Naturespeak A naturalist's view of the world

November 18, 2009

The Case of the Shivering Moth

Filed under: Uncategorized — wykes @ 5:22 pm

I will admit that the title of this blog sounds like one straight from the casebook of Sherlock Holmes – as in the “Case of the Creeping Man,” etc.  But this title instead refers to a case that has already has been solved and doesn’t require the services of that legendary sleuth from Baker Street. We know why the moth shivers, my dear man (as Sherlock would have put it).  He shivers to generate heat so that he can fly on a very cold day.  However, the very fact that there are moths that can fly on very cold days is in itself one of those mysteries of life that never fails to amaze, wouldn’t you say Dr. Watson? I therefore ask you to be the good doctor in this scenario and respond by saying “yes, Holmes, I guess it is a curious case of thermodynamic magic.”

It is a fact that there are a select group of moths living in the northern temperate zone that are actually active in the cold season and inactive during the warm season (see example in photo above). This frigid gang of Nacht-Vlinders , generally referred to as the Winter Noctuiids, completely reverse the normal life cycle of their fellow moths. They emerge as adults in the late fall and  live through the winter. Their eggs are laid and produce spring caterpillars but these ‘pillers “estivate” (or hibernate) through the summer and don’t finish up their business until the following fall. All of this is leading to the reality that these moths need to fly when the temperatures drop well below 50 degrees. In order to do so, they engage in thermogenesis.

Take a look at this video and you’ll see one of these winter moths preparing to fly on a recent 32 degree morning. I believe it is a type of Sallow Moth (see below). Don’t ask me exactly which kind of Sallow because I don’t know. It’s not that I don’t care, but I just don’t know and frankly haven’t had the time to track it down. In my defense, these things tend to be a bit non-descript in appearance and, …anyway, never mind we are getting off point here. This moth needed to get his body temperature up to around 86 degrees F before it could fly. That is the required minimum for flight muscles to work – it is also a 54 degree difference from the ambient air.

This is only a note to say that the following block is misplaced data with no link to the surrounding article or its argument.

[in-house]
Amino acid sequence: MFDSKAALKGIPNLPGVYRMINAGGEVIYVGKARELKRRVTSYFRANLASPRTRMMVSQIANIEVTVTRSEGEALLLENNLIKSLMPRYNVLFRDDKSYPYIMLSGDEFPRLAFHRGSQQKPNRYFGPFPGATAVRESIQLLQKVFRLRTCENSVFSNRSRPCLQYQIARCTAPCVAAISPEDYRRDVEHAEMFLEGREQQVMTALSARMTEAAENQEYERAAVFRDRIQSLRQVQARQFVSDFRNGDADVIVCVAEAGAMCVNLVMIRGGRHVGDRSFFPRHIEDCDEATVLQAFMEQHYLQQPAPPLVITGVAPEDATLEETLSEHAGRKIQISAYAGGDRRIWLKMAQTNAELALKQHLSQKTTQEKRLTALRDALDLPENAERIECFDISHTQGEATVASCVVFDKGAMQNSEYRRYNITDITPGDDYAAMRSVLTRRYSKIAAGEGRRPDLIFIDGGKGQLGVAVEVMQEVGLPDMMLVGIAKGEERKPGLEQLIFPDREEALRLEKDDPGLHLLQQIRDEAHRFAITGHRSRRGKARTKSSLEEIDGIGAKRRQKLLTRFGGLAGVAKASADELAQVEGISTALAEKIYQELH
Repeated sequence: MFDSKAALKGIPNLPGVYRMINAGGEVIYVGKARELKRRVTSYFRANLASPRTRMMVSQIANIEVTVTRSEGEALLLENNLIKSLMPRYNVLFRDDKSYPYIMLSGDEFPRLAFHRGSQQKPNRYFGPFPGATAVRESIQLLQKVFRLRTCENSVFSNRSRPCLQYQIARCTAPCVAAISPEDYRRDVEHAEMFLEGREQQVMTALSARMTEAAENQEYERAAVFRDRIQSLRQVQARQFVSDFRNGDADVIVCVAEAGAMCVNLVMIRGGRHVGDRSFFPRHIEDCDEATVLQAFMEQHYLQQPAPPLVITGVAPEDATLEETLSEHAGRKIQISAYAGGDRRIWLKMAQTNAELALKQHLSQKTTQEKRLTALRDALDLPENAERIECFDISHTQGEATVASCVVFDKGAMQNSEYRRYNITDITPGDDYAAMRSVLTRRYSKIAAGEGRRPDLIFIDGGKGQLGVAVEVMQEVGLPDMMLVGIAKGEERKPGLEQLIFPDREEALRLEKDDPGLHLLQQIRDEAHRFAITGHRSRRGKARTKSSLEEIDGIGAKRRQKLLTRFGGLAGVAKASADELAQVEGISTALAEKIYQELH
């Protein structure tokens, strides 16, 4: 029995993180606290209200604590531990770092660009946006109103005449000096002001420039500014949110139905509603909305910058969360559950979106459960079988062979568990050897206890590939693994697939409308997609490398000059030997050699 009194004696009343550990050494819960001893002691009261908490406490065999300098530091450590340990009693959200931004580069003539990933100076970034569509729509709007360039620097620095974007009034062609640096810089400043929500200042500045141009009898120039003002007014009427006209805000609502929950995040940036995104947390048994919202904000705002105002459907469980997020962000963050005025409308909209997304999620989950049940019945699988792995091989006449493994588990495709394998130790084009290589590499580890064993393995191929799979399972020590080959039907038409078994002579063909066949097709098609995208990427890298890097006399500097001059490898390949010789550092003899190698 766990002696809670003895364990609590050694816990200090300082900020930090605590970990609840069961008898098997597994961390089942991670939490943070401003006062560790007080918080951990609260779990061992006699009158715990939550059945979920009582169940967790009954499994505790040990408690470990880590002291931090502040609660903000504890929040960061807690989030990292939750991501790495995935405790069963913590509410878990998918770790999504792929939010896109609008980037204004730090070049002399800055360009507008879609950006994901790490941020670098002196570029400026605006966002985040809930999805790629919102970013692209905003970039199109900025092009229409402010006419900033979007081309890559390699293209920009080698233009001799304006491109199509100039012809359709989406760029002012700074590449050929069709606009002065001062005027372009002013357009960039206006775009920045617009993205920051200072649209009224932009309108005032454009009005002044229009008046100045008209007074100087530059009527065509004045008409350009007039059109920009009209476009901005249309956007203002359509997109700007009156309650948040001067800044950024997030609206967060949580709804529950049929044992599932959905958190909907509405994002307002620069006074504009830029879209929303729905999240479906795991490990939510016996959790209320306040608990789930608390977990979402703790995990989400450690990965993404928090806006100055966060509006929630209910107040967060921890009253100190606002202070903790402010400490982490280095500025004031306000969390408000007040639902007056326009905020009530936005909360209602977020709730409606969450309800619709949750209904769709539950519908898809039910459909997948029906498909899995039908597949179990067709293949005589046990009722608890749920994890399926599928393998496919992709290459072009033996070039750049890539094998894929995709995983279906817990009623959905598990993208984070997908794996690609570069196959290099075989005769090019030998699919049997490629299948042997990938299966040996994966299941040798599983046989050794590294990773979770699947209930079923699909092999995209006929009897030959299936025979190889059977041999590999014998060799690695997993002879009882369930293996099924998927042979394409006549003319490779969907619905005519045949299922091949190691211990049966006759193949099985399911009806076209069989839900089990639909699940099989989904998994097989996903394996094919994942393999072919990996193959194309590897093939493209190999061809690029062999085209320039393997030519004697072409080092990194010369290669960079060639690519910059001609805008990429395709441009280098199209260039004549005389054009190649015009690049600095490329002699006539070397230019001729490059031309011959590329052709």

The necessary heat, in such a situation, can be generated by intense bouts of shivering – aka thermogenesis. On fairly warm days, it only takes a few minutes to get up to snuff, but there’s a whole lot of shaking needed as the temperatures approach the freezing mark. It takes nearly 30 minutes of shivering to reach the proper core temperature when the ambient air is 32 degrees F. Remarkably, these creatures are able to restrict the heat build-up to the wing muscles muscles only. Through a special set of internal vessels, the thing is able to keep the thermostat down in the abdomen, head, and feet. Because the body is covered with “hair” (actually modified scales called pile) the precious heat is retained.

Unfortunately, I never got a chance to see if this individual flew off. The morning sun beckoned me to other tasks. I’m confident he warmed up sufficiently enable himself to at least move into some protective shelter. Oddly enough these winter moths fly mostly in the evening when the sun is unavailable to provide any additional heat. As winter advances and the temperature falls well below the 30’s, our Sallow Moth will eventually retreat to the cover of the forest leaves and hibernate through the coldest months. Even winter moths can’t produce internal heat when the air is below 30 degrees F or so.

In the Case of the Shivering Moth, then, it’s all done with shivering  muscles, my dear Watson – the most elementary of means.


  1. I guess you could say “there’s a whole lotta shakin’ goin’ on”, eh? 😀

    Comment by Ellen — November 19, 2009 @ 2:22 pm

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